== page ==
Cholesterol is excreted from the body via the bowel, so if your cholesterol is high, improving your digestive health is the primary means of excreting excess cholesterol. Fibre can be found in the soluble form or insoluble form, and both types play their role. Soluble fibre is found in oats, beans, ground seeds, and soft fruits. Insoluble fibre is found in rice and quinoa and other wholegrains, and most vegetables. The former absorbs water and passes through the bowel smoothly, the latter bulks up the stool and creates form and consistency ideal for ease of elimination. When the two types of fibre are included in the diet, elimination of toxins, waste, and excess cholesterol occurs. The recipe I’ve included is a prime example of a mix of soluble and insoluble fibre, and is a great option for adding to your weekly repertoire of heart healthy meals.

2)Reduce Your Saturated Fat and Remove All Trans Fat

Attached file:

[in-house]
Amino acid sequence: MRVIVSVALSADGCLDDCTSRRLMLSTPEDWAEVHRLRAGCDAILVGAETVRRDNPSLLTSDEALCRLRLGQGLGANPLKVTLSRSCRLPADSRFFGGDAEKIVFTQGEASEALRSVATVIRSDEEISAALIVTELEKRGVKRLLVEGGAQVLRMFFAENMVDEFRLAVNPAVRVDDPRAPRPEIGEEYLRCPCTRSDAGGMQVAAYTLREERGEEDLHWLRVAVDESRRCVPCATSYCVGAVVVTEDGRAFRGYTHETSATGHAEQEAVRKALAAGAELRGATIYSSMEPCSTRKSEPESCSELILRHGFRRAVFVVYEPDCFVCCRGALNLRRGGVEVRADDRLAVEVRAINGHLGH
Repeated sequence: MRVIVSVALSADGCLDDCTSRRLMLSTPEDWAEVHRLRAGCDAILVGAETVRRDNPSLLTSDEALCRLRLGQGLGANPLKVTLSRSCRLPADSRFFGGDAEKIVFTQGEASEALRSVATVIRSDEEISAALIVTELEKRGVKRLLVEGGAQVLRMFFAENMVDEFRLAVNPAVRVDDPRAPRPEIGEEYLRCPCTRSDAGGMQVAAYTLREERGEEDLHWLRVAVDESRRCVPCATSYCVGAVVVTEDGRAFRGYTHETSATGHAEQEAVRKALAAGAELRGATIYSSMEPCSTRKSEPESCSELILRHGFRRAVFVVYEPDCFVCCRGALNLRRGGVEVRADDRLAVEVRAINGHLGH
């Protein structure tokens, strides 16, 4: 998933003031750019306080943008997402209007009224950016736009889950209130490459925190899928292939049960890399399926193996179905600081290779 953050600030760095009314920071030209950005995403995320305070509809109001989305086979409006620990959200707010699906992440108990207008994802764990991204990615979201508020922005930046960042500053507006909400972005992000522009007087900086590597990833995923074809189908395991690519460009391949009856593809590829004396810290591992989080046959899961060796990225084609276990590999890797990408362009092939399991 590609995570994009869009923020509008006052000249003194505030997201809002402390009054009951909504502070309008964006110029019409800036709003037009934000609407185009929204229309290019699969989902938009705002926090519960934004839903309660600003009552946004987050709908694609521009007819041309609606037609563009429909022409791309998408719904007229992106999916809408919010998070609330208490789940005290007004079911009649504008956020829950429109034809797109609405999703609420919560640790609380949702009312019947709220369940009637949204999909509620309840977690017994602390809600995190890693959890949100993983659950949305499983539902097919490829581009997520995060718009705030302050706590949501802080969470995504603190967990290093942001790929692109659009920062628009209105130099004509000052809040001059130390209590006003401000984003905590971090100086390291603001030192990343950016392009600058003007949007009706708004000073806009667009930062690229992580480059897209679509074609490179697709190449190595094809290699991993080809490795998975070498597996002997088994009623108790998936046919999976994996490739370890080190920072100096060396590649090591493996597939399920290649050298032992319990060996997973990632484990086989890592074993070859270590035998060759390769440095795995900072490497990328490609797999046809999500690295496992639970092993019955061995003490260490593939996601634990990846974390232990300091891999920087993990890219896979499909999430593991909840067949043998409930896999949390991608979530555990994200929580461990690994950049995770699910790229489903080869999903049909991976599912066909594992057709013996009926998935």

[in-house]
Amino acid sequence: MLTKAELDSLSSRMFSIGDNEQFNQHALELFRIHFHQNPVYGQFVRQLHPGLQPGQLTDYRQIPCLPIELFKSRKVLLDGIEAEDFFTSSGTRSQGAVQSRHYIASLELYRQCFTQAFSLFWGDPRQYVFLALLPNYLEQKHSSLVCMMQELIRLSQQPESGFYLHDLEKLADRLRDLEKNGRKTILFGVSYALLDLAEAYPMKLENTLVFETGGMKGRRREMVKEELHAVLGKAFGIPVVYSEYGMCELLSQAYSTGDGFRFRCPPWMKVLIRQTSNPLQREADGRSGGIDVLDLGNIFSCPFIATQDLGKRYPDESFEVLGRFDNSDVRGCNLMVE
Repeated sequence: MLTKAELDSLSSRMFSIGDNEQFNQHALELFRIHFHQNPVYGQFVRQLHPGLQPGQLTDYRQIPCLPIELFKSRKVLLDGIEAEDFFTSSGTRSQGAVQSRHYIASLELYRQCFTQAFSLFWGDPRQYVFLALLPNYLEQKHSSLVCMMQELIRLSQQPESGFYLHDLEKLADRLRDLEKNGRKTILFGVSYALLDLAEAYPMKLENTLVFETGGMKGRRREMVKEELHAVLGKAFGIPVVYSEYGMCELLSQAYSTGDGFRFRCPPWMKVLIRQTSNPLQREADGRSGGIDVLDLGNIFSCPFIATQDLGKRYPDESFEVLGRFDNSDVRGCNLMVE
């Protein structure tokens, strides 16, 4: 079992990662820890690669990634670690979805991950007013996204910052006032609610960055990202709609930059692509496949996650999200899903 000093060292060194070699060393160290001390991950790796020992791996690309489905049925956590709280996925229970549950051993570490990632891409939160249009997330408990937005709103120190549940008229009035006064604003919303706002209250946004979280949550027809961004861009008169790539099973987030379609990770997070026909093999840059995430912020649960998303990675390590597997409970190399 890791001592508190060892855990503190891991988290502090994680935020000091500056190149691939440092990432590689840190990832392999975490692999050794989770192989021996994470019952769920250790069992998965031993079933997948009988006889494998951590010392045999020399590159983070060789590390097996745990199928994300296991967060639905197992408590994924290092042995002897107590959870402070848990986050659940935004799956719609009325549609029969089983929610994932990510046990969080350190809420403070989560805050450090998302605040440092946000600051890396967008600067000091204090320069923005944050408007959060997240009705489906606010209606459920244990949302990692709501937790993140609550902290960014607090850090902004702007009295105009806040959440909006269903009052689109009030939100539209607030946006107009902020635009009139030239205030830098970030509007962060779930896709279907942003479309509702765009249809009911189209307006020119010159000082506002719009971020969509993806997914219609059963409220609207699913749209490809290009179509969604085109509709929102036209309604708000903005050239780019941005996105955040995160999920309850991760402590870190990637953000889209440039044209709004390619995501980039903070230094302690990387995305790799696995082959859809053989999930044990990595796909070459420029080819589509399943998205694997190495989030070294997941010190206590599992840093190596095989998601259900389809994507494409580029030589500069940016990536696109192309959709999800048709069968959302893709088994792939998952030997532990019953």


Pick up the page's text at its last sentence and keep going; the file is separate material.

Saturated fat should be greatly reduced and trans fat completely removed from the diet if you have a family history of cardiovascular disease or you are beginning to test positive for risk factors associated with cardiovascular disease, such as high triglycerides, high LDL and low HDL i.e. a deranged lipid profile. A simple approach to your fat intake is best; when you eat fat, it should be a naturally occurring, unprocessed form of fat. That includes foods such as nuts, seeds, small oily fish, avocados, and eggs. These foods contain primarily monounsaturated or polyunsaturated fat, and form the basis of the Mediterranean diet, which is one of the most studied dietary models, and has consistently proven to be cardioprotective as a long-term eating strategy. Small amounts of olive oil can be used in cooking and as salad dressing. Naturally occurring saturated fats, found in red meat, butter, and cheese, should be reduced to an occasional intake. All other processed fat in the form of vegetable oils, highly heated oils (i.e. anything deep fried), margarines etc should be completely removed from the diet. That means most cakes, biscuits, and pastries, as well as fish n chips. In the hierarchy of fat intake, synthetic fat is at the absolute bottom. Remove that bottom layer first, and then start moving up, reaching for the next best choice. Synthetic fat is never to be the preferred choice over saturated fat. If faced with a decision between real butter and margarine, choose butter. It’s only ever going to be a smidge, anyway.